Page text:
Small Boat Safety Gear

Posted on Saturday 30 April 2011

One of my friends is a die-hard Laser sailor.  Tillerman, recently asked on his blog, what safety gear he should be carrying on his Laser.  That prompted a response from me that was rather lengthy for a blog comment, and lead to me writing this post.

This list of safety gear applies to almost all boats, regardless of size and what waters they’re used on.  It is a fairly basic list, and might be overkill for small inland ponds and lakes, but should be appropriate for most boats and waters.

For shorter day trips, especially those on smaller bodies of water, a lot of this might not be necessary, but it should be a good basic starting list to work with.

Basic Assumptions:

This article assumes that the person is at least somewhat experienced with boats and that the boat is in basic good working order.  No frayed lines, no leaking through-hulls or rotten bulkheads, etc. This also assumes that you will be wearing or carrying proper foul weather gear.

Filing a Float Plan:

Before going off, filing a float plan with a relative or friend is a very good idea.  A good float plan will have a description of the boat and crew, a rough itinerary of where you’re planning on going and what route you might be taking, as well as when you expect to be back.

By filing one, someone will have some idea of where you went and when you were expected back, and can give that information to the authorities should you not return in a timely fashion.

Safety Gear:

PFDs:

A PFD is an essential piece of kit.  If you’re on a small sailing dinghy, canoe, kayak or open boat, a foam vest type PFD is probably a better choice than the inflatables that are preferred on larger boats.  While the inflatables are far less bulky and more comfortable to wear, especially in warmer weather, a foam-floatation PFD makes more sense on smaller watercraft, where the likelihood of getting very wet or submersed is much more likely.  While the hydrostatic inflatables overcome this to some degree, I still would recommend using a foam-filled PFD instead.

Your PFD should have retro-reflective tape on it as well as a strobe. This makes you a lot more visible in low-light conditions.

A signalling mirror, a long-duration glow stick or strobe/light, rigging knife, and whistle should also be attached to the PFD, so that you can signal help as necessary.

An Anchor:

The most basic piece of safety gear for any boat is an anchor.  The size and type of anchor and length of anchor rode will be determined by the type of craft and the waters in which the craft is used.  A small jonboat used on a farm pond will not require as much rode or as heavy an anchor as a 18′ LOA sea kayak being used in North Atlantic waters.

At a minimum, you’d probably want a 8-15 lb. anchor, preferably something that will set quickly and dig in well.  A small Manson Supreme or Rocna comes to mind. 10-20′ of 1/4″ chain and at least 100′ of 1/2″ nylon line as a rode would be a good match.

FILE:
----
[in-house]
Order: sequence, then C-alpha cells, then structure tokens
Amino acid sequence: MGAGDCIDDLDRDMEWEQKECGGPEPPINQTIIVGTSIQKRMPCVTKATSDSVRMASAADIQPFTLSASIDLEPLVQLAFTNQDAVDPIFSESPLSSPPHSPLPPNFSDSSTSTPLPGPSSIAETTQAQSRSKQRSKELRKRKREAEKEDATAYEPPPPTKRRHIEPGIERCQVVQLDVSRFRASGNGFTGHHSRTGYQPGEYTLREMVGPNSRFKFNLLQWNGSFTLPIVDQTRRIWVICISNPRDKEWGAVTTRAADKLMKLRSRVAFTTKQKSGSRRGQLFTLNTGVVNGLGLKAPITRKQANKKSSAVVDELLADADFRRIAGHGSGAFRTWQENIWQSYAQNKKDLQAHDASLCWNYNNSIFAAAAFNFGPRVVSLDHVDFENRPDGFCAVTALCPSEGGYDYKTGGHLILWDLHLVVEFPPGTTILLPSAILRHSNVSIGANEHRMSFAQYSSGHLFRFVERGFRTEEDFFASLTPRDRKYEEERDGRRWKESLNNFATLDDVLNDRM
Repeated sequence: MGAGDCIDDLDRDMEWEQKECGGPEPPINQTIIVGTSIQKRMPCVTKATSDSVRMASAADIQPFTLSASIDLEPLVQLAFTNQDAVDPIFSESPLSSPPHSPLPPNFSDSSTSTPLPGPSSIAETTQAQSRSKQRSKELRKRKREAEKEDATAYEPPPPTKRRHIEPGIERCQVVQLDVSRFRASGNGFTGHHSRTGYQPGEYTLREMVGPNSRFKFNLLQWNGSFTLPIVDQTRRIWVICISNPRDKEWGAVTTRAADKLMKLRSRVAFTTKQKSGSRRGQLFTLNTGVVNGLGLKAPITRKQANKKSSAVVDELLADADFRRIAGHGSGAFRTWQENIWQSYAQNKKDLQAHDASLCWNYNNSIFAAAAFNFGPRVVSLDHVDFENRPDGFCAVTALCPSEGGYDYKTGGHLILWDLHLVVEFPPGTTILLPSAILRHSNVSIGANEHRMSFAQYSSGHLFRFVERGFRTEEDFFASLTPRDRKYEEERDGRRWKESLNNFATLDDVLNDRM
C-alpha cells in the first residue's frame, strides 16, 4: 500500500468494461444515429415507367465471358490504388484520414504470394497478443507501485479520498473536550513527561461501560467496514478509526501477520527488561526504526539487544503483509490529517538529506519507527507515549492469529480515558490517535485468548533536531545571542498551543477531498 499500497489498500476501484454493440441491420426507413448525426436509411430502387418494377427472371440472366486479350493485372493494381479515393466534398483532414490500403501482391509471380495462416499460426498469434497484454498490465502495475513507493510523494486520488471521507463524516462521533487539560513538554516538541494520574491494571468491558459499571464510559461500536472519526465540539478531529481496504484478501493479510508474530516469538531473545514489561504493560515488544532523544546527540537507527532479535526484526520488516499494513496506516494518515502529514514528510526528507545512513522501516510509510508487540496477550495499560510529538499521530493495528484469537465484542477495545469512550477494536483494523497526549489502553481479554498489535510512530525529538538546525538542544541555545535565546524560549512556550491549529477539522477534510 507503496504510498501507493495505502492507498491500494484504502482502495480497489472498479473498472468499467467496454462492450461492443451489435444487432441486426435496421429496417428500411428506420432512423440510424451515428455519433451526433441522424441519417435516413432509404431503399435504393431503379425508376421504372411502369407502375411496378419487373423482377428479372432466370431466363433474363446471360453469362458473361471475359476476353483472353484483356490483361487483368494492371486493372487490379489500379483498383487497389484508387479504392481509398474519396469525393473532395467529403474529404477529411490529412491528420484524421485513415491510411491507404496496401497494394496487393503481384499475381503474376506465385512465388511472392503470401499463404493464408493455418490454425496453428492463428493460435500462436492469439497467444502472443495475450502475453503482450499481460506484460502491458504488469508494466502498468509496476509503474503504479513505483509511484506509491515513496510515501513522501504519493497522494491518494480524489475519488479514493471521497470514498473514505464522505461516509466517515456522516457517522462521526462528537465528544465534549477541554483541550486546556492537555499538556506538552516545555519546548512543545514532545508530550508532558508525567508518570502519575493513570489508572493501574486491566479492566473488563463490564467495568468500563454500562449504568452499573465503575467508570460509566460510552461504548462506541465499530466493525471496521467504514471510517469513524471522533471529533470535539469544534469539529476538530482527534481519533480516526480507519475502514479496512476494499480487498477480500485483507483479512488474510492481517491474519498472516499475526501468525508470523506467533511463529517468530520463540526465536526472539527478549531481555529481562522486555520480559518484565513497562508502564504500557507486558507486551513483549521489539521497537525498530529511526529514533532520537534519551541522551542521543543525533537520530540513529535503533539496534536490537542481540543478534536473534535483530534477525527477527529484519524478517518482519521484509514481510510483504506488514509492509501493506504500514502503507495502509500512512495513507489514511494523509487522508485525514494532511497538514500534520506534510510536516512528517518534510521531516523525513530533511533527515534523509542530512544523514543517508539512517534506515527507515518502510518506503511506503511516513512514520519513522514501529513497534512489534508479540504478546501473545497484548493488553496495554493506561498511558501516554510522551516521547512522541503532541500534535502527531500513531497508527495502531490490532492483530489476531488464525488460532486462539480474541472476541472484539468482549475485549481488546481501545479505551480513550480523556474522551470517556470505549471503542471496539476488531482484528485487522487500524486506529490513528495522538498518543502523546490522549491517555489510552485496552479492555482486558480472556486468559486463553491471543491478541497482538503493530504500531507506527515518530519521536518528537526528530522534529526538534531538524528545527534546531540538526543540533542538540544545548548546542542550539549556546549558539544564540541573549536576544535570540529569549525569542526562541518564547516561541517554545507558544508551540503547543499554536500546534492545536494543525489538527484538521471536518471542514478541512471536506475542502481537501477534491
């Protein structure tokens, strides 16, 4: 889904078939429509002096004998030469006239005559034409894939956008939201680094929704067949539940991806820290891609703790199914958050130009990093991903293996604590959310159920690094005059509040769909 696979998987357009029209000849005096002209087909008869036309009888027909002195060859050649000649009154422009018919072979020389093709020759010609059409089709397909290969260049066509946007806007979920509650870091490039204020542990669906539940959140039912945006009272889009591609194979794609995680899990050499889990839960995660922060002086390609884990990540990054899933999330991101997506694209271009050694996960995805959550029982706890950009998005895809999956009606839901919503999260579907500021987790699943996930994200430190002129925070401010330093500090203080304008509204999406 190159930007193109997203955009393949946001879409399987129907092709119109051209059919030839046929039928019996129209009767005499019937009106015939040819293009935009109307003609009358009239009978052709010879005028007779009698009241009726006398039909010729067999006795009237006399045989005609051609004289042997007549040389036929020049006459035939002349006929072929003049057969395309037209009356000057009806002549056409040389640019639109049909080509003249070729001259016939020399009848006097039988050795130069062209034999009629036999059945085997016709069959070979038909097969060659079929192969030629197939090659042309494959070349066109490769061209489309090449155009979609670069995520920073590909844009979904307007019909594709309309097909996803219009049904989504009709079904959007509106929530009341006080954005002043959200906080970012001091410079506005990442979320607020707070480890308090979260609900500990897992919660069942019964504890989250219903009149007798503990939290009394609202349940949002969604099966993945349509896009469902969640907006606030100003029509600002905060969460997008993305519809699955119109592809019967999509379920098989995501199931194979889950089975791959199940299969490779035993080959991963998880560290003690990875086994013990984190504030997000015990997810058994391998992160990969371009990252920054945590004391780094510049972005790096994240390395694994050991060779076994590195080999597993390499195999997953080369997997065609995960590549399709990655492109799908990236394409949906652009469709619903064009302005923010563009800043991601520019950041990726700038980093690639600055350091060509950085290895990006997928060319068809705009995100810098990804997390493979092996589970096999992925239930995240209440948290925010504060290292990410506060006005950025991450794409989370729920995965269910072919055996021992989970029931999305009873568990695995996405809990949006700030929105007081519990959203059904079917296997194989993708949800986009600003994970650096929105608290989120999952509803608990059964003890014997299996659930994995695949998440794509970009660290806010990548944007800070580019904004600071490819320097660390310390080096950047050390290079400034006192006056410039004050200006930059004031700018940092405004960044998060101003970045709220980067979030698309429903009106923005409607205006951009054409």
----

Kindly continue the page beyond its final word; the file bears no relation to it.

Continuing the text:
On bigger boats, like mine, using the anchor when you have a problem can give you the time to solve the problem without having to worry about the problems getting worse. I used my anchor in just such a situation a couple seasons ago when the engine died as we were approaching a bridge. We were able to get the engine up and running without worrying about drifting into the mooring field and docks that were downwind of us when the engine died.

If you lose the mast, tear the sails or the wind dies–deploying an anchor can prevent you from drifting out to sea or going aground in dangerous waters.  The same applies if the engine dies or you lose an oar/paddle.

A handheld VHF unit:

The small, submersible handheld VHF units available today are a godsend.  A VHF radio is preferably to a cell phone because it is a one-to-many broadcast system, rather than a point-to-point system like the cell phone.  It is also not reliant on being within range of the cellular towers, which can be far and few between along the coast.  A call for help on the VHF can be heard by any nearby boaters monitoring their VHF radios, and has a much better chance of a quick response than a cell phone distress call does.

Some even have GPS and DSC functionality built in, like the Standard Horizon HX850S. While DSC and GPS aren’t a necessity, they do make it far simpler for the USCG and other SAR personnel to get to you quickly. In the case of a medical emergency, this can make a big difference.

Basic Tools:

A rigging knife is a necessity for any sailor.  You never know when you’ll need to cut a line in an emergency.  Other basic tools, like pliers, a saw, screwdriver, and such are very useful, especially if you have to make emergency repairs.  I usually carry a Leatherman pocket tool and a rigging knife at a minimum.

A rigging knife, like a Boye’s Cobalt Carbide folder, and a multi-tool, like the Leatherman Surge, are both very useful. They both have blades that can be opened with a single hand.  The requirement that the knife be openable with a single-hand is a key one, since there may be situations where you can’t use two hands to open the knife.